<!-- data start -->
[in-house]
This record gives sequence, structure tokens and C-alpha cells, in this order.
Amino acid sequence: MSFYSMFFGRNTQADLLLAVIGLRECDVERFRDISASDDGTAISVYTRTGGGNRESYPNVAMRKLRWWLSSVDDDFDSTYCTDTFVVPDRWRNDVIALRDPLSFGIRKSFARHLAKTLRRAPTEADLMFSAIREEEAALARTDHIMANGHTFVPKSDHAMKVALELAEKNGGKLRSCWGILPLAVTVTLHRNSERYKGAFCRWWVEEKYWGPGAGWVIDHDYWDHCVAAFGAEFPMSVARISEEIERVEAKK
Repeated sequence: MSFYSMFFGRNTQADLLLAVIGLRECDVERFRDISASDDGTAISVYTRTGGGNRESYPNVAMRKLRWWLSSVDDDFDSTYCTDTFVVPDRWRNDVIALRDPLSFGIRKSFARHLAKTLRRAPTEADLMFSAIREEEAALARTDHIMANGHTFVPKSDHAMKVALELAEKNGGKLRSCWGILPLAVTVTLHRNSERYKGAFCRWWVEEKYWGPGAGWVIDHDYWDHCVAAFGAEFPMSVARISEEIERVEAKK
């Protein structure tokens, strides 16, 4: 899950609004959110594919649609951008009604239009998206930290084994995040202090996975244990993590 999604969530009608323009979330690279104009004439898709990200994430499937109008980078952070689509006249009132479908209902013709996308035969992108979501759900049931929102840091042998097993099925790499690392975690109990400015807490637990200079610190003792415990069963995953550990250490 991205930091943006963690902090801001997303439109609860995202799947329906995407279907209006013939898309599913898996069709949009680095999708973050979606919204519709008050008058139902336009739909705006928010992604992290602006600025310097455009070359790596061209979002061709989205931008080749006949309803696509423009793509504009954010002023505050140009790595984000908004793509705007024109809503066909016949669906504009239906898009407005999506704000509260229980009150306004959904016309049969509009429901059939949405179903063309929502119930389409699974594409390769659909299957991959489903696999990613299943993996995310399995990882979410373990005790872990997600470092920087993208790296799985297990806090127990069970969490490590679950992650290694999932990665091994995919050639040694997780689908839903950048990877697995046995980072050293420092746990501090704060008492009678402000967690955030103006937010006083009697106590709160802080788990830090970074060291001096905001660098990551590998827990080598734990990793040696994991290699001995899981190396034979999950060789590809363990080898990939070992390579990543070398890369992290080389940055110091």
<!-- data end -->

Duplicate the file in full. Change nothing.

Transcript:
[in-house]
This record gives sequence, structure tokens and C-alpha cells, in this order.
Amino acid sequence: MSFYSMFFGRNTQADLLLAVIGLRECDVERFRDISASDDGTAISVYTRTGGGNRESYPNVAMRKLRWWLSSVDDDFDSTYCTDTFVVPDRWRNDVIALRDPLSFGIRKSFARHLAKTLRRAPTEADLMFSAIREEEAALARTDHIMANGHTFVPKSDHAMKVALELAEKNGGKLRSCWGILPLAVTVTLHRNSERYKGAFCRWWVEEKYWGPGAGWVIDHDYWDHCVAAFGAEFPMSVARISEEIERVEAKK
Repeated sequence: MSFYSMFFGRNTQADLLLAVIGLRECDVERFRDISASDDGTAISVYTRTGGGNRESYPNVAMRKLRWWLSSVDDDFDSTYCTDTFVVPDRWRNDVIALRDPLSFGIRKSFARHLAKTLRRAPTEADLMFSAIREEEAALARTDHIMANGHTFVPKSDHAMKVALELAEKNGGKLRSCWGILPLAVTVTLHRNSERYKGAFCRWWVEEKYWGPGAGWVIDHDYWDHCVAAFGAEFPMSVARISEEIERVEAKK
């Protein structure tokens, strides 16, 4: 899950609004959110594919649609951008009604239009998206930290084994995040202090996975244990993590 999604969530009608323009979330690279104009004439898709990200994430499937109008980078952070689509006249009132479908209902013709996308035969992108979501759900049931929102840091042998097993099925790499690392975690109990400015807490637990200079610190003792415990069963995953550990250490 991205930091943006963690902090801001997303439109609860995202799947329906995407279907209006013939898309599913898996069709949009680095999708973050979606919204519709008050008058139902336009739909705006928010992604992290602006600025310097455009070359790596061209979002061709989205931008080749006949309803696509423009793509504009954010002023505050140009790595984000908004793509705007024109809503066909016949669906504009239906898009407005999506704000509260229980009150306004959904016309049969509009429901059939949405179903063309929502119930389409699974594409390769659909299957991959489903696999990613299943993996995310399995990882979410373990005790872990997600470092920087993208790296799985297990806090127990069970969490490590679950992650290694999932990665091994995919050639040694997780689908839903950048990877697995046995980072050293420092746990501090704060008492009678402000967690955030103006937010006083009697106590709160802080788990830090970074060291001096905001660098990551590998827990080598734990990793040696994991290699001995899981190396034979999950060789590809363990080898990939070992390579990543070398890369992290080389940055110091």